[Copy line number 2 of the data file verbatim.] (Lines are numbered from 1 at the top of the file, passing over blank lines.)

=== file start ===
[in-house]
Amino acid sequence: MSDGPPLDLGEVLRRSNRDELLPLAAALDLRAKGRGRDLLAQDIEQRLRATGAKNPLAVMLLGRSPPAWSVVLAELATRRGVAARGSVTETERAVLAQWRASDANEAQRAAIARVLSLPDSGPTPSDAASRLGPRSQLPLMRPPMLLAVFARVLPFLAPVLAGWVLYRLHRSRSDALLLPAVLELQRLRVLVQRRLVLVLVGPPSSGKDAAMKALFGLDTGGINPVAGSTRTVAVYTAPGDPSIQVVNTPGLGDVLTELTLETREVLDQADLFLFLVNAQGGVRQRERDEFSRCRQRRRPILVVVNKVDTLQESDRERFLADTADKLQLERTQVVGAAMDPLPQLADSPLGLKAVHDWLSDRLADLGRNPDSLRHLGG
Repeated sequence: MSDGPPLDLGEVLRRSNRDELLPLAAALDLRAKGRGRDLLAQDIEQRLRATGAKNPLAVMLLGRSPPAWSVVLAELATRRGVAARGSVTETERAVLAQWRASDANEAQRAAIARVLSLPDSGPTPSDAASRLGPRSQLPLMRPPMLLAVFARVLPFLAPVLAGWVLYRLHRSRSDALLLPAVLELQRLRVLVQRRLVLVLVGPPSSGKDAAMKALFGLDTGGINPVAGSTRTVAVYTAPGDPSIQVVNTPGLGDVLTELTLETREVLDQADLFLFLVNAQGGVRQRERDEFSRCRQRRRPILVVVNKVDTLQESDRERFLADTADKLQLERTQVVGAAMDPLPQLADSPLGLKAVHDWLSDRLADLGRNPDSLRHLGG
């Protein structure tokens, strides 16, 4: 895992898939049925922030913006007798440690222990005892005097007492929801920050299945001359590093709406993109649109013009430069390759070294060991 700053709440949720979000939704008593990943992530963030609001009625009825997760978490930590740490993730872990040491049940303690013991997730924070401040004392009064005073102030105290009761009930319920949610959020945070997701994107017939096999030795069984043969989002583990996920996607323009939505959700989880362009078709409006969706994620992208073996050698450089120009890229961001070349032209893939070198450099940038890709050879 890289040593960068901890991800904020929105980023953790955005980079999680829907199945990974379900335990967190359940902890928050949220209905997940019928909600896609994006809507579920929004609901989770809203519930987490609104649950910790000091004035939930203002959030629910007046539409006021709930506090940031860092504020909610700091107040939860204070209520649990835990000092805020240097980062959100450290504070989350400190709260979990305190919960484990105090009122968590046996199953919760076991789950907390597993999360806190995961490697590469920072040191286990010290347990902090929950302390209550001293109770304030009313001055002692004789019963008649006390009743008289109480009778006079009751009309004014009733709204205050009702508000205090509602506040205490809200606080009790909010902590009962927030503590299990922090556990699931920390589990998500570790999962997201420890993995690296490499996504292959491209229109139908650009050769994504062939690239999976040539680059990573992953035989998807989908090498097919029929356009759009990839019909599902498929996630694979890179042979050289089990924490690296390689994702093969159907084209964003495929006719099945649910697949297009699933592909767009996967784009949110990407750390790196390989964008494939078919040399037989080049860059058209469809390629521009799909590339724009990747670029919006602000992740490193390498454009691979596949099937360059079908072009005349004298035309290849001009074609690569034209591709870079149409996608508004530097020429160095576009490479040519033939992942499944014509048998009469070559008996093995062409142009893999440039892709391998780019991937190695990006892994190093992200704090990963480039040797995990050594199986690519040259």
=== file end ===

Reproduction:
Amino acid sequence: MSDGPPLDLGEVLRRSNRDELLPLAAALDLRAKGRGRDLLAQDIEQRLRATGAKNPLAVMLLGRSPPAWSVVLAELATRRGVAARGSVTETERAVLAQWRASDANEAQRAAIARVLSLPDSGPTPSDAASRLGPRSQLPLMRPPMLLAVFARVLPFLAPVLAGWVLYRLHRSRSDALLLPAVLELQRLRVLVQRRLVLVLVGPPSSGKDAAMKALFGLDTGGINPVAGSTRTVAVYTAPGDPSIQVVNTPGLGDVLTELTLETREVLDQADLFLFLVNAQGGVRQRERDEFSRCRQRRRPILVVVNKVDTLQESDRERFLADTADKLQLERTQVVGAAMDPLPQLADSPLGLKAVHDWLSDRLADLGRNPDSLRHLGG